Cryptopus Lindl., Bot. Reg. 10: t. 817 (1824).
Plants epiphytic with very thin, branching stems. Inflorescence penetrating the sheath, several flowered and very loose. Sepals free; petals free, diversely lobed or lobate; labellum attached in front of the spur oriface. with the limbus embracing the column basally, diversely 3-lobed. Column short, auricles well developed median tongue of the rostellum longer than the auricies; anther flattened, pollina 2 each provided with its own retracted cauda, inserted in a small cupule, bearing 2 distinct lateral retinaculum apically.
The genus Cryptopus was established in1824 by John Lindley in the Botanical Register (sub tabula 817), with Cryptopus elatus (known then as Angraecum elatum Thou.) as the type species. The name is derived from the Greek kryptos, meaning hidden, and pous (foot) and refers to the fact that the stipe and viscidium are concealed. Cryptopus is one of 19 genera in subtribe Angraecinae (Dressler, 1993).
W. Indian Ocean
Species of Cryptopus are grown as epiphytes. In the wild, they behave like miniature climbers, attaching themselves to their supports, tree trunks ar rocks, by their roars in the same way as Oeonia. In cultivation, plants should be allowed to grow freely, as they do in the wild. They can be grown in pots, but the roars are intolerant of compost and the pot serves mainly to support the plants.
The best method of growing Cryptopusis mounted on a cork slab, so that the roots can wander without constraint. A little coconut fibre can be added around the roots to encourage growth, but the long, aerial roots will attach themselves naturally to the mount. Once established Cryptopus species should be given similar conditions to Angraecum.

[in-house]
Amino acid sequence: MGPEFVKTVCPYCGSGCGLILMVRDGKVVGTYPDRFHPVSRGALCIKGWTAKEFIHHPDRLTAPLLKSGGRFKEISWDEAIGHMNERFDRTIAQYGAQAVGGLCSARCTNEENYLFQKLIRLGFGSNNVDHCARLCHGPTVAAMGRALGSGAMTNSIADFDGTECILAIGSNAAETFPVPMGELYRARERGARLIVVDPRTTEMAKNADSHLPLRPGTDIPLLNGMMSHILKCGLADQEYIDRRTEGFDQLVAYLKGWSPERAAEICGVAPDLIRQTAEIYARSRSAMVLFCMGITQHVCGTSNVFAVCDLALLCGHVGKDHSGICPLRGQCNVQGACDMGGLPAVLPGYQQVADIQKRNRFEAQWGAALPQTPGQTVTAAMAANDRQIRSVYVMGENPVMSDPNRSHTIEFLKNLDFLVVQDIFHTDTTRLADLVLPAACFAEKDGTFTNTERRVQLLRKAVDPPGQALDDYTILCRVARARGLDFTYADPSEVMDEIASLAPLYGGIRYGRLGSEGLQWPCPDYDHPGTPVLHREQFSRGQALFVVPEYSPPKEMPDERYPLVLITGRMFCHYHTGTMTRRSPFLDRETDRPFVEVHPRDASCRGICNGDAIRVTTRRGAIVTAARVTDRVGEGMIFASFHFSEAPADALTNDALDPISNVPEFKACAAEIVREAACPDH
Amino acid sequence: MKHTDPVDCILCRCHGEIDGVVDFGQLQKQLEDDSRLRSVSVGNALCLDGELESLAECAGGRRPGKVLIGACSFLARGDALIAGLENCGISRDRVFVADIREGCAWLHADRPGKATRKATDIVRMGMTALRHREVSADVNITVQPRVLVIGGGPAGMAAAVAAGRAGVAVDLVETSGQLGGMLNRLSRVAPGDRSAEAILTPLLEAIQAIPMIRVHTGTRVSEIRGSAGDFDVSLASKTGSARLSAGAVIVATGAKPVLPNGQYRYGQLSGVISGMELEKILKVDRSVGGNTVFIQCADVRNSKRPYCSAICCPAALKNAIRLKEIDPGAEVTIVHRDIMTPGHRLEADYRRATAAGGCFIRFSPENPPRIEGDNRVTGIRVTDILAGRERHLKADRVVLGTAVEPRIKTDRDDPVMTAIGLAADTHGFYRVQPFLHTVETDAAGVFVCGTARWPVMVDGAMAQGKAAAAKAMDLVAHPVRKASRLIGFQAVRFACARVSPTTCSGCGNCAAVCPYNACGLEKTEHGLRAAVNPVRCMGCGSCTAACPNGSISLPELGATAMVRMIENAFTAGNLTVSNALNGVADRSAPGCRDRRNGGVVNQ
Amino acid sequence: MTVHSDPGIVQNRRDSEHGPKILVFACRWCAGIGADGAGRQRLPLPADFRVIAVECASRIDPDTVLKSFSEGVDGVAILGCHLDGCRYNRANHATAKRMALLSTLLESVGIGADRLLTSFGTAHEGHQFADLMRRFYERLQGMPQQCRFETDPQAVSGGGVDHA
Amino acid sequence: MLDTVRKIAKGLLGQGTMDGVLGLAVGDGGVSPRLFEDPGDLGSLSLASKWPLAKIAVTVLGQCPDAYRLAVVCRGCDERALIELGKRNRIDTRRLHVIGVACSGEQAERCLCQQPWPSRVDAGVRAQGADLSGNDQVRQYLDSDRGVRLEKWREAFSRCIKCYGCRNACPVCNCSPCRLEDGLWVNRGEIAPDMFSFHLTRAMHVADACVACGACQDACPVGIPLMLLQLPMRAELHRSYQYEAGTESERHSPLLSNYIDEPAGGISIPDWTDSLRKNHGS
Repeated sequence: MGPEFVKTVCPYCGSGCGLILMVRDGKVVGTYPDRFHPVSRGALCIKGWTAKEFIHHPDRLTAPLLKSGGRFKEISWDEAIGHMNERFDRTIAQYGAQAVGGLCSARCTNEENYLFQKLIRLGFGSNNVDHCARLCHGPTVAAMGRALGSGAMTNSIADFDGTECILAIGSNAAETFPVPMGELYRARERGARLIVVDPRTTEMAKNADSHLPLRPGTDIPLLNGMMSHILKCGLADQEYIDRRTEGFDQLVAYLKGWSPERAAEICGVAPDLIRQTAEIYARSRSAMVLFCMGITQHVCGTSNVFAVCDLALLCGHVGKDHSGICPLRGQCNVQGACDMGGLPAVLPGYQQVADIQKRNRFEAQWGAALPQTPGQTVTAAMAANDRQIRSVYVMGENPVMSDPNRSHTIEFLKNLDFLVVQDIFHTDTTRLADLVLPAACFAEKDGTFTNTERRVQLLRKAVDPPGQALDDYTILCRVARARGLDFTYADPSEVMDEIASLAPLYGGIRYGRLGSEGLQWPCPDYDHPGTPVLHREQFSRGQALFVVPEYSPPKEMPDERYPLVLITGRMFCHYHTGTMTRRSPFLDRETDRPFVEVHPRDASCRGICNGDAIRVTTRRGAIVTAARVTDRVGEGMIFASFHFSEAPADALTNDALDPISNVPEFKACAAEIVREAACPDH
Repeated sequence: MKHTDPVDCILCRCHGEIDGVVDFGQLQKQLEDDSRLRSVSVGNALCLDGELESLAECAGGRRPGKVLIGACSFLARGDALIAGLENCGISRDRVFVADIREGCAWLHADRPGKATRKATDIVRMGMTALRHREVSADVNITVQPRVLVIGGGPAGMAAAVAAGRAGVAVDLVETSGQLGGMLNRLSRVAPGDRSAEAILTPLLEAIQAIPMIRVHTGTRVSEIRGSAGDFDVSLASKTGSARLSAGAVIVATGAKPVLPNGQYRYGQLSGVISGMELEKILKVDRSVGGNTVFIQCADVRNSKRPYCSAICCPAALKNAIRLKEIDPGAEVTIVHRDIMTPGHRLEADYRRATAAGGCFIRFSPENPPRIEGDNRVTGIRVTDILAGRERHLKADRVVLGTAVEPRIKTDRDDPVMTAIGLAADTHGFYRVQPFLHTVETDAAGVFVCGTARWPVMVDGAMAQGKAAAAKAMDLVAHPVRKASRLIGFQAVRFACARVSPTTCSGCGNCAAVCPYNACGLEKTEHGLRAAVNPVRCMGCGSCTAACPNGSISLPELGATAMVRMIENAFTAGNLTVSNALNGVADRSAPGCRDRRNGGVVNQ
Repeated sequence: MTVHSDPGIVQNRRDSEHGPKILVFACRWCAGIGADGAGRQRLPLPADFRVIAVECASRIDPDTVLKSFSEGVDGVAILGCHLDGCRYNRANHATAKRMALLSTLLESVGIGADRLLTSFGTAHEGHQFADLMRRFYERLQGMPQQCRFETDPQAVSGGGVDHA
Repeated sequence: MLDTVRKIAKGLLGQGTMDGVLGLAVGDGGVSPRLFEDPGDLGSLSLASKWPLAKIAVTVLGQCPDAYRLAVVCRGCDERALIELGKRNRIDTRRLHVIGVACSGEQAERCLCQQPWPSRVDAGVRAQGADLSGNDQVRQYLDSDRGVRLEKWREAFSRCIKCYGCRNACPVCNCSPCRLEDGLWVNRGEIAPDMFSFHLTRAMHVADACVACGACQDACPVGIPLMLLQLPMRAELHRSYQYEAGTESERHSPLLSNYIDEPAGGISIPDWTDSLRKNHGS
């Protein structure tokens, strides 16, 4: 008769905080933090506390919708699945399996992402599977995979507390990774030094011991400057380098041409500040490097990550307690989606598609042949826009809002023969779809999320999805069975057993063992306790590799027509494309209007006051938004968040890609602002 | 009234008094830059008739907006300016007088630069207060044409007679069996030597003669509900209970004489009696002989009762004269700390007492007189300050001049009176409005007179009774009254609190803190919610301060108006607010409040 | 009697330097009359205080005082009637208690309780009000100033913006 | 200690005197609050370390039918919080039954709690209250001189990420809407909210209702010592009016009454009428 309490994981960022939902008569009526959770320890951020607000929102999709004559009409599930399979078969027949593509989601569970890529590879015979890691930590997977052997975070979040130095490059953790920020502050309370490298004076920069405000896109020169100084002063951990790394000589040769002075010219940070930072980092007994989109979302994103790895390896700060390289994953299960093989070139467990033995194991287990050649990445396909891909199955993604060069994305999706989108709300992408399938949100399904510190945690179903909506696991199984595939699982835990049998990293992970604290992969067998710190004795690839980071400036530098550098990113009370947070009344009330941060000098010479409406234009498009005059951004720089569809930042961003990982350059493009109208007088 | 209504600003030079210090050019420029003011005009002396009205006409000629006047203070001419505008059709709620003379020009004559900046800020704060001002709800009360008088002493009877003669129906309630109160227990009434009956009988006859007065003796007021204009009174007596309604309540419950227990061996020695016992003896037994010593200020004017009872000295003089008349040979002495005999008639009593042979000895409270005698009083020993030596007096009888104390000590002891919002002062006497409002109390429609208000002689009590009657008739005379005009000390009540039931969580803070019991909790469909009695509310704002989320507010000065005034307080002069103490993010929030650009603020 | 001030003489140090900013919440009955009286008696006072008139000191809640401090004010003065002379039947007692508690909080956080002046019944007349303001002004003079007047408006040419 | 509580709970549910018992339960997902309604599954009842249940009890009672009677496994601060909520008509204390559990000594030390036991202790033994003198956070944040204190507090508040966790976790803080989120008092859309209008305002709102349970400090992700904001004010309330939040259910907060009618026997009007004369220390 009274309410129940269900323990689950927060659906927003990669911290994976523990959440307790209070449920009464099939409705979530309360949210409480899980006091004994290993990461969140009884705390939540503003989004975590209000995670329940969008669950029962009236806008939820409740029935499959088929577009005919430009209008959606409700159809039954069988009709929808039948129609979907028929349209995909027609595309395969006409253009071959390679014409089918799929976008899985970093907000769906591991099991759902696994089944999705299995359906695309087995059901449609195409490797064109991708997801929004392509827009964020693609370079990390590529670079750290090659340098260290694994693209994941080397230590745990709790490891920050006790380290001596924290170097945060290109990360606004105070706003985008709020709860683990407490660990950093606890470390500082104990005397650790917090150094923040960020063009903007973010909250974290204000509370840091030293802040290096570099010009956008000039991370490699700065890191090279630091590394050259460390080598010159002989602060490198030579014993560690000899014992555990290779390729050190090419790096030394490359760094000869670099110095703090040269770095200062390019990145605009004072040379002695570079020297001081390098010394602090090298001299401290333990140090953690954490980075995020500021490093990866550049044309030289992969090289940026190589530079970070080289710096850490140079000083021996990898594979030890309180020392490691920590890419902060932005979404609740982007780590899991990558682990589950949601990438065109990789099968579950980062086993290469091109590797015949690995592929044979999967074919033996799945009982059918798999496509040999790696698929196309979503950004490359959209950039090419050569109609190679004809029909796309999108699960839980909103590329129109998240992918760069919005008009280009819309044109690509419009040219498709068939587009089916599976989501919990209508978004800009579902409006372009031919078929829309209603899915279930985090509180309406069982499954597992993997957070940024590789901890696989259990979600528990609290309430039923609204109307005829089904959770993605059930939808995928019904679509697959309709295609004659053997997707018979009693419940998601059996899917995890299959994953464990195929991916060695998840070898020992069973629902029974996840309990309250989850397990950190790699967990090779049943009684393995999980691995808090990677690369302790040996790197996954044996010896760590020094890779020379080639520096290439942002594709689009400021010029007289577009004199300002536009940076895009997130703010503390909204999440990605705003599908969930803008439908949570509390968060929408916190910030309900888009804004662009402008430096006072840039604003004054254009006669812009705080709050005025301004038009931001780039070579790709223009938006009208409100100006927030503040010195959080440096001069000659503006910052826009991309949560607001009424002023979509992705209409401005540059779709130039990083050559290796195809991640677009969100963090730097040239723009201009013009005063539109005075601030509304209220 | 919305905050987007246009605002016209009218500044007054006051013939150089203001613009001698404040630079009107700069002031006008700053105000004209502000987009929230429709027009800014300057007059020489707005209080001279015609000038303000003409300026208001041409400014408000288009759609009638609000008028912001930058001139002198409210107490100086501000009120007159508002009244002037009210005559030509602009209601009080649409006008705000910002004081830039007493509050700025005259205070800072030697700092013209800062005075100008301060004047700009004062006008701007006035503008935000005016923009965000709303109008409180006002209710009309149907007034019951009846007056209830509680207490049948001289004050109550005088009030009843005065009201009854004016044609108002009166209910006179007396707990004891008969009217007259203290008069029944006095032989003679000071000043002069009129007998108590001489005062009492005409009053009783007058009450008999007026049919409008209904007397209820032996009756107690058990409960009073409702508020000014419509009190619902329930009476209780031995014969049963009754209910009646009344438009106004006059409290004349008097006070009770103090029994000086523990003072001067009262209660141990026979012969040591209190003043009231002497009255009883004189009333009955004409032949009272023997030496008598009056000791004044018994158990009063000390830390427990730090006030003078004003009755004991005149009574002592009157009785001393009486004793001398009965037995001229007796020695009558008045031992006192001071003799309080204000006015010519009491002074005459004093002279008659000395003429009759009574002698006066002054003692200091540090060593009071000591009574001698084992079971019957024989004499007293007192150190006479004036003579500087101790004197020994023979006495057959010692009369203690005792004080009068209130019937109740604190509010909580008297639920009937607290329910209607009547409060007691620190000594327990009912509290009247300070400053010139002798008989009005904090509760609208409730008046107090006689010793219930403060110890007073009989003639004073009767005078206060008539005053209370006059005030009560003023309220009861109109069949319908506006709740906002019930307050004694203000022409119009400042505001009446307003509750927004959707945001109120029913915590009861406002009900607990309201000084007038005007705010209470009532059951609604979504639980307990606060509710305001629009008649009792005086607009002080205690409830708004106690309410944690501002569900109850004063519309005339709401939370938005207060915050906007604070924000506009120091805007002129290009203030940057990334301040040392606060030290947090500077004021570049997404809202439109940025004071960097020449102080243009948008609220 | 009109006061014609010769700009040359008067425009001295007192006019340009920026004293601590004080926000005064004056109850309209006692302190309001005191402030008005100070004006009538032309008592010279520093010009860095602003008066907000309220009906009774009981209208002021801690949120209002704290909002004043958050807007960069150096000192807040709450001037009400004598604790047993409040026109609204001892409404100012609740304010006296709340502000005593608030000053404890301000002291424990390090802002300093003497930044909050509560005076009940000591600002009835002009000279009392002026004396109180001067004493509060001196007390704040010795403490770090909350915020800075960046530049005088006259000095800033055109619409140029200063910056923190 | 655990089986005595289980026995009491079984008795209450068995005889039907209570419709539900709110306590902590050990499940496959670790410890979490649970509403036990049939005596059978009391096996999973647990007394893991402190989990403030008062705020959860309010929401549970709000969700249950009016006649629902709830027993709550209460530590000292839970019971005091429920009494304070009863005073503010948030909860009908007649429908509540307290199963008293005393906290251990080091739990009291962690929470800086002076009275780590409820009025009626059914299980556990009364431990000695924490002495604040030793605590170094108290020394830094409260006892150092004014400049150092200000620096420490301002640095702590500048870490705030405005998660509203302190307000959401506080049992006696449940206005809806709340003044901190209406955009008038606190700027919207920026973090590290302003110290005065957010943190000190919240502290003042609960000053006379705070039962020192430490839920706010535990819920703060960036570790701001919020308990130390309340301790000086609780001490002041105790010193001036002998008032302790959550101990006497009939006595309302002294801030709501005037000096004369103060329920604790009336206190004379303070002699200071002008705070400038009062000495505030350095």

Temperature, humidity and exposure.
Plants are usually grown in intermediate conditions, with daytime temperatures of 18-25°C in summer and 18-20°C in winter, and night temperatures of 15-18°C in summer and 13-15°C in winter. The temperature should not fall below 13°C. The relative humidity should be 60-80%; all year round.
Cryptopus species need medium to strong light. C. elatus needs good light to flower; if the light is to low, it will grow but not flower. In my own glasshouse, I grow this species with Cattleya. In cultivation, it flowers in May-June and in the wild, in November - December. In summer, 50% shade is advisable, but in winter, shade is only necessary in very sunny areas. H. Herdon (1997) says that Cryptopus paniculatus grows vigorously in an inter-mediate glasshouse once it has become established on its mount. C. dissectus and C. bracbiatus are rare species, poorly known in cultivation, but they should grow in intermediate conditions, like the other species. Plants should be misted twice a day in summer, making sure that the roars are thoroughly wetted. In winter, frequency of misting depends on temperature, but on average, every two days is advisable.
Watering, fertilizing and ventilation:
In spring and summer, plants should be: watered freely every morning and sprinkled once or twice in the course of the day. In winter, they should only be sprinkled as early as possible in the morning, but make sure the leaves do not dry out, they should always be firm to the touch. Plants can become dehydrated very quickly ins artificial heat. In both summer and winter, good ventilation is important so that humid air can circulate round the plants. Fertilizer should be applied while the plants are growing, between May and November.

Cryptopus brachiatus H.Perrier NE. Madagascar.
Cryptopus dissectus (Bosser) Bosser Mascarenes, E. Madagascar
Cryptopus elatus (Thouars) Lindl. Mascarenes.
Cryptopus paniculatus H.Perrier NE. Madagascar.

World Checklist of Monocotyledons. The Board of Trustees of the Royal Botanic Gardens, Kew. Published on the Internet; accessed 25/02/2017
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